Or take the case of the Manning memo. This document records the discussions that took place between US President George W. Bush and UK Prime Minister Tony Blair at the White House on January 31, 2003. They were themselves hankering for a war with Iraq, but they had a problem: they didn’t have any actual reason for invading Iraq. So, Bush did what any brave Decider-in-Chief would do in such a situation: he proposed painting a U2 spy plane up in United Nations colours and flying it low over Iraqi airspace in the hopes that it would be shot down by Iraqi air defense. Blair reportedly balked at the idea, but the pair did agree that the invasion would go ahead regardless of whether or not any weapons of mass destruction were ever found, war crimes be damned.
There are many such examples of this tactic throughout history. But the tactic isn’t an old, dusty relic of the distant past. It very much pertains to the world of the 21st century . .
False flag terrorism
It seems inevitable, in hindsight, that the idea of a “false flag” attack would be adapted from its literal use in naval warfare to a more general tactic of deception in military engagements. After all, why bother inventing new tricks when the old ones work so well?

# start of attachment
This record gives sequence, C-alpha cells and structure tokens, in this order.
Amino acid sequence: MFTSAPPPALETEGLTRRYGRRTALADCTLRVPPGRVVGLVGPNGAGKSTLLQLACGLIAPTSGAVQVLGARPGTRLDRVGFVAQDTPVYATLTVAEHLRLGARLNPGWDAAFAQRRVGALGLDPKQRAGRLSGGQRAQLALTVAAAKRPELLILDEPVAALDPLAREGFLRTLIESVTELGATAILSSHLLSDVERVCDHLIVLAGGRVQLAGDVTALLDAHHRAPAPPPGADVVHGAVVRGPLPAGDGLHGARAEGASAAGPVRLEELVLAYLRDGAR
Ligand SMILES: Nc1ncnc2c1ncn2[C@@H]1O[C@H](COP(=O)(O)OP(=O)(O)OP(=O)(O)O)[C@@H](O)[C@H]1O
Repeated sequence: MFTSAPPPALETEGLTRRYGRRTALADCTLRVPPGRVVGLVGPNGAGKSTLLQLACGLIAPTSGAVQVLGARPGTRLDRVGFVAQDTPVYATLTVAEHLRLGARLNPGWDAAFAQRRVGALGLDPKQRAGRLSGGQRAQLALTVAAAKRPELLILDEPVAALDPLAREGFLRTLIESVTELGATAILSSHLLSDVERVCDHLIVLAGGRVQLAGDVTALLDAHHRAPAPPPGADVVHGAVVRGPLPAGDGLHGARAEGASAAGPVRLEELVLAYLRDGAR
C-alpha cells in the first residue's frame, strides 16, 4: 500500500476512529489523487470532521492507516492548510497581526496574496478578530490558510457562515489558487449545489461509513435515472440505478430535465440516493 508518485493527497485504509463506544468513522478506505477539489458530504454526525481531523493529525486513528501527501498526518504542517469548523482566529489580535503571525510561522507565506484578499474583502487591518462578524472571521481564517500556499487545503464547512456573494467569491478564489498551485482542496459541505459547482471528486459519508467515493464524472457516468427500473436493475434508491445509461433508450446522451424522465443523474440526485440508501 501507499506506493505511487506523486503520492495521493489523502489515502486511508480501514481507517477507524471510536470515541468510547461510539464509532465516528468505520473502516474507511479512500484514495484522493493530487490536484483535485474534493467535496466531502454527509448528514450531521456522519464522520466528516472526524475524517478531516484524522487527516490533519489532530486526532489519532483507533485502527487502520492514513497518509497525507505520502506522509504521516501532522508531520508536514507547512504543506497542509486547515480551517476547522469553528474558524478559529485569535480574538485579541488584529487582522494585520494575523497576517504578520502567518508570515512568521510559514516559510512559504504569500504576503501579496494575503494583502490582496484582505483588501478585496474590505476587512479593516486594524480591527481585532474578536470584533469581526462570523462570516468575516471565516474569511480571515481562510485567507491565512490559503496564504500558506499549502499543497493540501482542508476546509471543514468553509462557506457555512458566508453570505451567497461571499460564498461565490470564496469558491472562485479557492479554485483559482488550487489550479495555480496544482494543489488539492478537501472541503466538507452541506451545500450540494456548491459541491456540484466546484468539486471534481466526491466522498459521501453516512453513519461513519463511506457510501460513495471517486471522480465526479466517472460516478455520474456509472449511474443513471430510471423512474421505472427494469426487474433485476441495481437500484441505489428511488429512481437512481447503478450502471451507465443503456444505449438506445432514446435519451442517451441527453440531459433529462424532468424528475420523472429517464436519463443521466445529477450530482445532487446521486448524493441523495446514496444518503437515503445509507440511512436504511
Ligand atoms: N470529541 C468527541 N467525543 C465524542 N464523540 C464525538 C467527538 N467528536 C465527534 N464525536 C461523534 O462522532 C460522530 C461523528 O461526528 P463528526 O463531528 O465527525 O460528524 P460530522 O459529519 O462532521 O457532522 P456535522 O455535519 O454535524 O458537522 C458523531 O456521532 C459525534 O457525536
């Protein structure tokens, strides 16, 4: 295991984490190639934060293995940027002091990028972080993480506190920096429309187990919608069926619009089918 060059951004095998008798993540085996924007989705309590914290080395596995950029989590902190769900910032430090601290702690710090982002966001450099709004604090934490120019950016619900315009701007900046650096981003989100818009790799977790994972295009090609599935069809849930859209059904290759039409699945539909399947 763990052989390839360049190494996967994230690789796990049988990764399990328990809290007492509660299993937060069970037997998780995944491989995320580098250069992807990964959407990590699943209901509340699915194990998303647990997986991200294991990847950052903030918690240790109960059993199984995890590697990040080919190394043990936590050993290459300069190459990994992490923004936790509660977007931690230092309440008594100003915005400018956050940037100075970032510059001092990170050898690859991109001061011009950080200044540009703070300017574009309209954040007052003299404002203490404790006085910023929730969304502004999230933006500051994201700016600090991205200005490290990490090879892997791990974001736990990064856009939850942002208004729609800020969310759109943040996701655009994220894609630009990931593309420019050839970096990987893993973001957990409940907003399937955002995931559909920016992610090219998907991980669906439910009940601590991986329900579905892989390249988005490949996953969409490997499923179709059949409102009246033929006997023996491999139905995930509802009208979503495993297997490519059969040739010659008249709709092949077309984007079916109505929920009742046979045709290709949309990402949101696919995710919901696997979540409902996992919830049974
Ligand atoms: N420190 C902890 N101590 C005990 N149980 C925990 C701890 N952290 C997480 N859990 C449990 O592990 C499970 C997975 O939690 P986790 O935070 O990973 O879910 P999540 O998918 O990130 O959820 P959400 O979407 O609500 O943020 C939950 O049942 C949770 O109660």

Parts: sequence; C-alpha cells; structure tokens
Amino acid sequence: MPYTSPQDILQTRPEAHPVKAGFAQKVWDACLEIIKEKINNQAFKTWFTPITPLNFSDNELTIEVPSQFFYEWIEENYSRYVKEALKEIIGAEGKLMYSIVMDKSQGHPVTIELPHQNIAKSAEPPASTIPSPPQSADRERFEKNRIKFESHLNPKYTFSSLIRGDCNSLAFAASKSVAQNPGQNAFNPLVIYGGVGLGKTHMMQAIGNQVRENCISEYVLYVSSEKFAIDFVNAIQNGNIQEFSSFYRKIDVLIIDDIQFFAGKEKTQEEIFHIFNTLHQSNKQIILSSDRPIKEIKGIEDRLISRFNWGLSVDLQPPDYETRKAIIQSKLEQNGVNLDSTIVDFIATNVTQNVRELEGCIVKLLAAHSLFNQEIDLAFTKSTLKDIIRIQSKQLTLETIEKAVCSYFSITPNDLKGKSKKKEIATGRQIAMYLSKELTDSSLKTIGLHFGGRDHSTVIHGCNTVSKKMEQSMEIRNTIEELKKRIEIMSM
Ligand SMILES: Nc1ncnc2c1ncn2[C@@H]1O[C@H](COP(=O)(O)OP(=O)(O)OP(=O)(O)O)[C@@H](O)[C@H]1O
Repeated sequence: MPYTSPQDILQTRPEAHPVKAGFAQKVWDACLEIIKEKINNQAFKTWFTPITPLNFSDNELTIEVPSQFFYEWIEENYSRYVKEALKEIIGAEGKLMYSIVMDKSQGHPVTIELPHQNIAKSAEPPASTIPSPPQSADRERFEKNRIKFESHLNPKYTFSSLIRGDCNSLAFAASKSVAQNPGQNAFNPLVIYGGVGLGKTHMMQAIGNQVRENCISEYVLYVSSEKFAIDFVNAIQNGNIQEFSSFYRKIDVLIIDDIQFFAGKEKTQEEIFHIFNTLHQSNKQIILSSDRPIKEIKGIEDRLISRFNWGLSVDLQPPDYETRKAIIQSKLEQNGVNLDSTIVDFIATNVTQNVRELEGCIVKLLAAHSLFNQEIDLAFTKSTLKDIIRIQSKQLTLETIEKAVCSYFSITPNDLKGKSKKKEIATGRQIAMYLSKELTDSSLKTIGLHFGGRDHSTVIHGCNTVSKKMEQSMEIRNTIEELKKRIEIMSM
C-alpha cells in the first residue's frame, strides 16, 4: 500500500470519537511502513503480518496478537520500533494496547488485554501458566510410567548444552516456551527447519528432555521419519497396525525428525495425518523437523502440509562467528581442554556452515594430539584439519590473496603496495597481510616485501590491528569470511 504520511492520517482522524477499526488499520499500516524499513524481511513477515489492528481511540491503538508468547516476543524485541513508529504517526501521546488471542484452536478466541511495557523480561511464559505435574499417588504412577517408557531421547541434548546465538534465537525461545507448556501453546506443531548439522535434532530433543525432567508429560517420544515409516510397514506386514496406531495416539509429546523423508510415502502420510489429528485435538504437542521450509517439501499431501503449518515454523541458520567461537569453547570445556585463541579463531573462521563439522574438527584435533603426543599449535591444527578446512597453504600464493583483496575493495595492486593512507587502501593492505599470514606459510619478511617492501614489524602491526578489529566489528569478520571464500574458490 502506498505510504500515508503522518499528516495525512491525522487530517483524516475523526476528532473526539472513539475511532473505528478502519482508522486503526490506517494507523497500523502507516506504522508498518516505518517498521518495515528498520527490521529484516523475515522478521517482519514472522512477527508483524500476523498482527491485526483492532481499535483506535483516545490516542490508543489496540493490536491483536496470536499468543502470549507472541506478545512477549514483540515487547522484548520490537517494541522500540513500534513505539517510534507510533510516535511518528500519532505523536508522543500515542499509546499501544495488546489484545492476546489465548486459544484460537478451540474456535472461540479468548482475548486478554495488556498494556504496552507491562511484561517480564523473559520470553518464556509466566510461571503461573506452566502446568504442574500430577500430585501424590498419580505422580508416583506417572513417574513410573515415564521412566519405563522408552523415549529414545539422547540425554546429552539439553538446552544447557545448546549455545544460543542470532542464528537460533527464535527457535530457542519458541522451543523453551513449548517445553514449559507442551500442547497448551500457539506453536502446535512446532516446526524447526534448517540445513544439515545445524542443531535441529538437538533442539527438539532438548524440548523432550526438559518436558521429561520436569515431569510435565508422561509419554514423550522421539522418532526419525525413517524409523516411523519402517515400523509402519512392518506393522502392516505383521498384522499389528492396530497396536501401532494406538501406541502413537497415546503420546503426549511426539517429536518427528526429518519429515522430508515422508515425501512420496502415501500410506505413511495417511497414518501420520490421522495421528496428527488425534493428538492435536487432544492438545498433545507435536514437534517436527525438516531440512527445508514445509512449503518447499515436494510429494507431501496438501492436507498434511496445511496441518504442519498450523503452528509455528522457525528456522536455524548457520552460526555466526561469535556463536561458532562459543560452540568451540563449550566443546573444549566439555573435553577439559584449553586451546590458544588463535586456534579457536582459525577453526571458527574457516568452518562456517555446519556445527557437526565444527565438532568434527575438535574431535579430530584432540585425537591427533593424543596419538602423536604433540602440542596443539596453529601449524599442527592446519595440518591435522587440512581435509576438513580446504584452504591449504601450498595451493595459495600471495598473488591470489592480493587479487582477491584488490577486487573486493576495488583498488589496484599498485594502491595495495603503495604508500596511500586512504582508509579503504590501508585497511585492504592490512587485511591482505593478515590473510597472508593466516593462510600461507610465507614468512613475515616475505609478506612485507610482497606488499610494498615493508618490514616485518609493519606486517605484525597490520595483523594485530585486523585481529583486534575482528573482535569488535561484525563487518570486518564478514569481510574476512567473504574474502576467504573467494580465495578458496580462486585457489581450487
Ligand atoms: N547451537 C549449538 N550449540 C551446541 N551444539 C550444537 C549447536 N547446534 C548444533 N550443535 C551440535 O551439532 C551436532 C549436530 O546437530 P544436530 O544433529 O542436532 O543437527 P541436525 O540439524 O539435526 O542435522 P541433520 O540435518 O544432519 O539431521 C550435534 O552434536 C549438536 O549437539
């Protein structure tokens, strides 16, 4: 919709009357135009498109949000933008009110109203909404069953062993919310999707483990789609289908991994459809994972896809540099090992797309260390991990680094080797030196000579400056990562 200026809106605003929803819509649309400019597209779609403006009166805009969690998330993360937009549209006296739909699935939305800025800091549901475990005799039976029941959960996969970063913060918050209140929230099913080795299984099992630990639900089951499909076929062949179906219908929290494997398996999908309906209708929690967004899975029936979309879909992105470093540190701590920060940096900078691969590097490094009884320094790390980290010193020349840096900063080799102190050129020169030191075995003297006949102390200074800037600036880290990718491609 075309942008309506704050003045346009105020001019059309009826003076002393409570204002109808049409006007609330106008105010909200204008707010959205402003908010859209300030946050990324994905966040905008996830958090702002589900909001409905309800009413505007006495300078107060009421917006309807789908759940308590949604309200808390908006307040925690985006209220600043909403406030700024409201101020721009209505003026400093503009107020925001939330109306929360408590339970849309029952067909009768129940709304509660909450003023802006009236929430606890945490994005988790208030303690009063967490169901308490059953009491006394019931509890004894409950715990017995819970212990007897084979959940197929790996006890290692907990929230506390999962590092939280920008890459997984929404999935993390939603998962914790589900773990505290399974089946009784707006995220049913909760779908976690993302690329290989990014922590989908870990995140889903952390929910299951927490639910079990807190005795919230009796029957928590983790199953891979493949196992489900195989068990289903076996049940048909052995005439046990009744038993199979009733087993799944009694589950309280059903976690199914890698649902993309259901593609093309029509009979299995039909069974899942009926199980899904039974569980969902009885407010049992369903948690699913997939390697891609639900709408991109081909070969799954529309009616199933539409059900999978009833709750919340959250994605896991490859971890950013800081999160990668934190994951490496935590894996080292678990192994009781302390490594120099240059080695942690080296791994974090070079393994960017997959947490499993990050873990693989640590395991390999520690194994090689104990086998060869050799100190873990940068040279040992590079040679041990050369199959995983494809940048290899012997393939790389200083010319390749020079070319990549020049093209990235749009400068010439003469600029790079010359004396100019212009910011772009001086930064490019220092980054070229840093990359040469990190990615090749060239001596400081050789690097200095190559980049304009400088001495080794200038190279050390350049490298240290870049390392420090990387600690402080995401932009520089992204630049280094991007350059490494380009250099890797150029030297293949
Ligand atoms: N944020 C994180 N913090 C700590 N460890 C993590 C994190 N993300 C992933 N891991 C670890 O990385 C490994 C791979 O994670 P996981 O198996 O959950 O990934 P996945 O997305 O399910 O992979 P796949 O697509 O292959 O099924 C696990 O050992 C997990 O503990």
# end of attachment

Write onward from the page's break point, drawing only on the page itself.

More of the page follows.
So it’s not surprising at all, then, that the concept was further abstracted from a stratagem of warfare to a tool of spycraft. With the rise of the age of terror came the rise of false flag terrorism: spectacular acts of violence designed to look like they were acts of one’s political enemy. Once again, the trick is simple but effective.
In the early 1950s, the Israelis were concerned that the British would withdraw their forces from the Suez Canal zone, strengthening Egyptian President Gamal Abdel Nasser and, by extension, Pan-Arab nationalism. Realizing that the only thing that would keep Britain committed to the region was an ongoing state of emergency, they hit upon a simple solution: a false flag terror operation.